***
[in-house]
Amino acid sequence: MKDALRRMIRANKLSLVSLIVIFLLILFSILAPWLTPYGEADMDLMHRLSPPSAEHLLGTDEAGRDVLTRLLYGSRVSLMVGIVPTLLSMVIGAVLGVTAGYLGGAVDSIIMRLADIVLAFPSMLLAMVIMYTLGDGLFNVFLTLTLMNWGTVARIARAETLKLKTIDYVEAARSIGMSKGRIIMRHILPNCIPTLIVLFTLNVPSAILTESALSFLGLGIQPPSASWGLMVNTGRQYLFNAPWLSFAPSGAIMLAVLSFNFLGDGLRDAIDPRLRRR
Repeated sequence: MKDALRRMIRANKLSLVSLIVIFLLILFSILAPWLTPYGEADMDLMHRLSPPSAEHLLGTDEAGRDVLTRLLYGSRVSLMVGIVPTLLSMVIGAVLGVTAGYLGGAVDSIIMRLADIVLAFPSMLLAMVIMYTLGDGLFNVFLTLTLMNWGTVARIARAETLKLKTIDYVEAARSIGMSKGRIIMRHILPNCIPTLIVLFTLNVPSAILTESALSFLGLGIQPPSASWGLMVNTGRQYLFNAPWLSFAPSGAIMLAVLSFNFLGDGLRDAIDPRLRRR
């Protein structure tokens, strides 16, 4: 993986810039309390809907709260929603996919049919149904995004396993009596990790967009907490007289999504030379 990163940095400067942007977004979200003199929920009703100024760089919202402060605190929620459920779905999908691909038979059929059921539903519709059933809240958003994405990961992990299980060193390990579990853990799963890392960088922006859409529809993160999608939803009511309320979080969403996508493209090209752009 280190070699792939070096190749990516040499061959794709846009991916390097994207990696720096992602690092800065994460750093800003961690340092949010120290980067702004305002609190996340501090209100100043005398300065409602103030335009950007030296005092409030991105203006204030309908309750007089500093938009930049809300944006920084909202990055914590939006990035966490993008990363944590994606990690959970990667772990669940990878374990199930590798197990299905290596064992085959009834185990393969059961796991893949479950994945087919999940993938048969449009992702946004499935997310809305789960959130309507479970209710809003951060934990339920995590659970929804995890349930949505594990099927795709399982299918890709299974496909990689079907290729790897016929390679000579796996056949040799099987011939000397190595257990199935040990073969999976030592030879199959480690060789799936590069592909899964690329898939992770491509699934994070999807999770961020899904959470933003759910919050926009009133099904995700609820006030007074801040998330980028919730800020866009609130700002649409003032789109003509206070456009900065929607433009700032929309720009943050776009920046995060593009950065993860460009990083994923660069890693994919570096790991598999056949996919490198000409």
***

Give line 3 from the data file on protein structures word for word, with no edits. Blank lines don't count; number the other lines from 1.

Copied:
Repeated sequence: MKDALRRMIRANKLSLVSLIVIFLLILFSILAPWLTPYGEADMDLMHRLSPPSAEHLLGTDEAGRDVLTRLLYGSRVSLMVGIVPTLLSMVIGAVLGVTAGYLGGAVDSIIMRLADIVLAFPSMLLAMVIMYTLGDGLFNVFLTLTLMNWGTVARIARAETLKLKTIDYVEAARSIGMSKGRIIMRHILPNCIPTLIVLFTLNVPSAILTESALSFLGLGIQPPSASWGLMVNTGRQYLFNAPWLSFAPSGAIMLAVLSFNFLGDGLRDAIDPRLRRR